It’s totally fucking true. And you know, maybe visibility and being hyperconnected to a lot of weird lonely racists is not the worst thing. In some ways maybe I’d rather have lots of people whose politics I know I disagree with and find hateful and oppressive, maybe I’d rather have them be angry at my work than ignore it. I’d rather that than feel tokenized by a white establishment that wants my work for the optics. There are worse places to sit.
Yeah, absolutely. And then, for all our conversation about this sort of literary antagonism, I do think that yours is a poetics that can be extremely useful for someone who reads a poem like “Halloween in 2009” and is dealing with a loss themselves, or someone who reads your poem in Poetry and has experienced that kind of racism. There’s a lot of opportunity to be found in your work.
Yeah, that makes me feel good.
I didn’t want to give the impression that I see your work as just deliberate provocation.
Oh yeah, I didn’t think you were. I wouldn’t say provocation is the main force entering me that fuels my work. I think it’s one of several. It’s more reflection than provocation.
I think there’s something that happens where sometimes my poems get hyped in part because a loud-mouthed Asian girl is saying a rare interesting thing. Like, this short Asian girl with glasses and bangs is saying “pussy!” That’s crazy, you know?
And so there is a particular kind of time when that happens, when people seem to only care about poems that seem like they’re trying to tear down the empire. I mean, every poem is trying to tear down the empire. But the poems about love or sitting on the beach feel just as important to me personally.
Absolutely. I think Floating Brilliant, Gone speaks to a desire to give body to a very complex identity.
Can you talk about putting that book together?
I was just reading through it the other day because there was a class asking questions about specific poems, which always just throws me for a loop. Sometimes I forget that people will read every poem. And so somebody asked a question about the last poem in the book, and I was just thrilled that they had gotten to the last poem!
I think the first book has so many jobs to do, there’s so much weight placed on it. It carries so many burdens. I remember knowing what I wanted the book to do and I wanted it to do so much. I wanted it to be a kind of anthology of all of my work up to that point, like a "Best Of" sort of thing. And also to be a coherent project, thematically. I wanted it to be a bridge, to accompany the performances I was doing. And also, this was my introduction to the literary world in general, so I was trying to say who I was as a writer. And then, because my brain wants to turn every project into a big experiment, I wanted to see what I could do in this book that was going to be different from books that I had read in the past. Like, what new thing was I going to be contributing with my books of poetry? It’s like a huge responsibility for one project to have all of those things.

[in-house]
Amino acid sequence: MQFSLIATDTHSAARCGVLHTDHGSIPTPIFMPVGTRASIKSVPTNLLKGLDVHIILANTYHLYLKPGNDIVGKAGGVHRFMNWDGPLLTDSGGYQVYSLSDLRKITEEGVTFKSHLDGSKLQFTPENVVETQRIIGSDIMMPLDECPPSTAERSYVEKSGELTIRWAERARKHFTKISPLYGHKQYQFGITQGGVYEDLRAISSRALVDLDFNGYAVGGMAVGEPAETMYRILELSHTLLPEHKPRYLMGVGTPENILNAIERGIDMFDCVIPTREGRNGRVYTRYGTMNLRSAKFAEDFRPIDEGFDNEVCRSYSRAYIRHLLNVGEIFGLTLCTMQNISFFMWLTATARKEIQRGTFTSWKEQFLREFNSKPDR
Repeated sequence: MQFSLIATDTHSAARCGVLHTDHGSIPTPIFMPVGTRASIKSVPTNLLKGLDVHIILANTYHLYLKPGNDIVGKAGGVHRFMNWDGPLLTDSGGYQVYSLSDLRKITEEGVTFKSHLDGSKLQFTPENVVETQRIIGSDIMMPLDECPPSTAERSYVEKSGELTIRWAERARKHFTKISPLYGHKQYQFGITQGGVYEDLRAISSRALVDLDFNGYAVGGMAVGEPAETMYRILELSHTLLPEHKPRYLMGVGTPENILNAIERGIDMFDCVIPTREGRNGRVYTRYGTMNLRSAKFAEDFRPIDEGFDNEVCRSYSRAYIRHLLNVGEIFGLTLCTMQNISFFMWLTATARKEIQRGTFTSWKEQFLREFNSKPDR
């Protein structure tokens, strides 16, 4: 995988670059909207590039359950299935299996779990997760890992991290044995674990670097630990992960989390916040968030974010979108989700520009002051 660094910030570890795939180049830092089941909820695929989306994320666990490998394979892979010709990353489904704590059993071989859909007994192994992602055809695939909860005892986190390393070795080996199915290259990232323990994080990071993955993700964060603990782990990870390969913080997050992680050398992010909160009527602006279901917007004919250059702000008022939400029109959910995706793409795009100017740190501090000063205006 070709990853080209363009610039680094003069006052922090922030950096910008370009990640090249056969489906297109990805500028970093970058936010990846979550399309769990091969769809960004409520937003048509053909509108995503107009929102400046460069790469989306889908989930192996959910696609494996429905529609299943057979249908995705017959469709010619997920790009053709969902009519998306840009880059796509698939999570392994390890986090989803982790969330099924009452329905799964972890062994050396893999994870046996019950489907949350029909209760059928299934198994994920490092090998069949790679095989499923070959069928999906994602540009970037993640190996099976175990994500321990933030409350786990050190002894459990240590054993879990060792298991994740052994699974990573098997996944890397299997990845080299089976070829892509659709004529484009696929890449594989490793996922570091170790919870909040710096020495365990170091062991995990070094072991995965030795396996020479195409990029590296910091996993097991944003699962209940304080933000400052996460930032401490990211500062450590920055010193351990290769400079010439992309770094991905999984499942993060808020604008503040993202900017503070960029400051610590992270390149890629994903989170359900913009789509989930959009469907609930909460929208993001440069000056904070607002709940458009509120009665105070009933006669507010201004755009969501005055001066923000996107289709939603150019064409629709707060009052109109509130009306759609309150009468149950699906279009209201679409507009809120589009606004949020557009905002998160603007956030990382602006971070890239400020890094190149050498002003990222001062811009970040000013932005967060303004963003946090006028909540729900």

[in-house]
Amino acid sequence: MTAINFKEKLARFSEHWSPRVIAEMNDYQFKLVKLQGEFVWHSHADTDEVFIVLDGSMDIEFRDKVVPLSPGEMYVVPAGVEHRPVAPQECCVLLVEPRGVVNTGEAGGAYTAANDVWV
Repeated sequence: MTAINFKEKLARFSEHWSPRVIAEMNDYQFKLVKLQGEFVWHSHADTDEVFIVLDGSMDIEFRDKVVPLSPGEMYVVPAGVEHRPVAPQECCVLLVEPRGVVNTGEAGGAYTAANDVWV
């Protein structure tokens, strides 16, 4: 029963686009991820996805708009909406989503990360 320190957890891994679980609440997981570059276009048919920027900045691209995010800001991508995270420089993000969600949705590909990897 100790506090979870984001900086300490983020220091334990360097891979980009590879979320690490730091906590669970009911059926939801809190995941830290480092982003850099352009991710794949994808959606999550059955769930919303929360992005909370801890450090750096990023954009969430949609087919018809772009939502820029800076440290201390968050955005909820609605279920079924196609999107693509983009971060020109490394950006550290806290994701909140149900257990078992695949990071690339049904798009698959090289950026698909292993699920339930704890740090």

That was very overwhelming, but I’m proud of what the book became.
As well you should be. I think it’s a book that’s important to a lot of people. How did the illustrations come to be?
It was my friend, a really good friend of mine. We’ve known each other for a long time and met in our college poetry group. I already knew her work and we knew each other really well just as friends and she’s a poet and so I asked her if she would like do the cover and then later I asked her if she would also do the illustrations.
The poems that are illustrated were originally supposed to be section headers. And I couldn’t think of a good, satisfying way to make them kind of distinct or to even name the sections. I struggled with how to structure the sections and then kind of landed on illustrating those pages. Now I think they operate less as section header and more as transition points in the book.
That makes sense.
I was really happy about that.
It’s cool that Derrick Brown and company were so amenable to the prospect of having those illustrations in there, because that’s a really cool element of the book that sets it apart from typical poetry collections.
Yeah, and it’s such a small press you know. The press is mostly Derrick and interns and few other contracted things, so it was really just being like, “Hey Derrick, I’m going to have illustrations,” and he was like, “Alright, cool.”
Yeah, it was really great.
We’re coming up on the end of our time. Do you have any projects in the works?
I’m working on a chapbook manuscript, but also looming in the nearer distance are grad school applications.
Yeah, and so I’m mostly concentrating now on looking back through all of my work, trying to put together a packet for my writing sample. But I think the new chapbook is coming around; it sort of has a sci-fi bend.
A lot is around robots and androids, symbots and also just things about the body and technology in general. Technology, sexuality. My tentative title—I come up with a bunch of titles every year, five times the number of titles than the actual products that require them—my tentative title is Death by Sex Machine.
I would buy that without knowing whose book it was. I would buy that based on title alone.
It probably won’t be called that by the time I actually get around to it. But it should be fun.
Interview Posted: November 16, 2015